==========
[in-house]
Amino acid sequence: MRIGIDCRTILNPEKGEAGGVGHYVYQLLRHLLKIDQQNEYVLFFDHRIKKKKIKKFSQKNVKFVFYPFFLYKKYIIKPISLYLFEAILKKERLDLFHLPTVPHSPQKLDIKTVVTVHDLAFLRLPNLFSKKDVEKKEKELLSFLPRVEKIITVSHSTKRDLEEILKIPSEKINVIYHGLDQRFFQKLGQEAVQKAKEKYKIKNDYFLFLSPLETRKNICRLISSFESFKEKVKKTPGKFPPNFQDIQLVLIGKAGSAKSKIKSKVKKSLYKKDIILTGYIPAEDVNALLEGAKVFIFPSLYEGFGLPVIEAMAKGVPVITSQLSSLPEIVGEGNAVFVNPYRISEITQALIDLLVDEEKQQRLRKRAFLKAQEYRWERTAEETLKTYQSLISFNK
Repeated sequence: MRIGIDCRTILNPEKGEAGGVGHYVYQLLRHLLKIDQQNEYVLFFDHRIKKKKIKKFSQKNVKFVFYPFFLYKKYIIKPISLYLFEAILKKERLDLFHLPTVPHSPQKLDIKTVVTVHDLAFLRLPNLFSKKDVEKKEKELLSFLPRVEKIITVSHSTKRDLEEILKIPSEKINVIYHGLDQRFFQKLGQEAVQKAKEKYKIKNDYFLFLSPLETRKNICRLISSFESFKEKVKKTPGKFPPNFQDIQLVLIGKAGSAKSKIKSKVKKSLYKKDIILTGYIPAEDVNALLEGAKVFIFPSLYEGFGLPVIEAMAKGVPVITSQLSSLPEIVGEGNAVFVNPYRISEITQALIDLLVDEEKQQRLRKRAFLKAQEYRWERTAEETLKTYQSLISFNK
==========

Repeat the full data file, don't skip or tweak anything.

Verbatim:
[in-house]
Amino acid sequence: MRIGIDCRTILNPEKGEAGGVGHYVYQLLRHLLKIDQQNEYVLFFDHRIKKKKIKKFSQKNVKFVFYPFFLYKKYIIKPISLYLFEAILKKERLDLFHLPTVPHSPQKLDIKTVVTVHDLAFLRLPNLFSKKDVEKKEKELLSFLPRVEKIITVSHSTKRDLEEILKIPSEKINVIYHGLDQRFFQKLGQEAVQKAKEKYKIKNDYFLFLSPLETRKNICRLISSFESFKEKVKKTPGKFPPNFQDIQLVLIGKAGSAKSKIKSKVKKSLYKKDIILTGYIPAEDVNALLEGAKVFIFPSLYEGFGLPVIEAMAKGVPVITSQLSSLPEIVGEGNAVFVNPYRISEITQALIDLLVDEEKQQRLRKRAFLKAQEYRWERTAEETLKTYQSLISFNK
Repeated sequence: MRIGIDCRTILNPEKGEAGGVGHYVYQLLRHLLKIDQQNEYVLFFDHRIKKKKIKKFSQKNVKFVFYPFFLYKKYIIKPISLYLFEAILKKERLDLFHLPTVPHSPQKLDIKTVVTVHDLAFLRLPNLFSKKDVEKKEKELLSFLPRVEKIITVSHSTKRDLEEILKIPSEKINVIYHGLDQRFFQKLGQEAVQKAKEKYKIKNDYFLFLSPLETRKNICRLISSFESFKEKVKKTPGKFPPNFQDIQLVLIGKAGSAKSKIKSKVKKSLYKKDIILTGYIPAEDVNALLEGAKVFIFPSLYEGFGLPVIEAMAKGVPVITSQLSSLPEIVGEGNAVFVNPYRISEITQALIDLLVDEEKQQRLRKRAFLKAQEYRWERTAEETLKTYQSLISFNK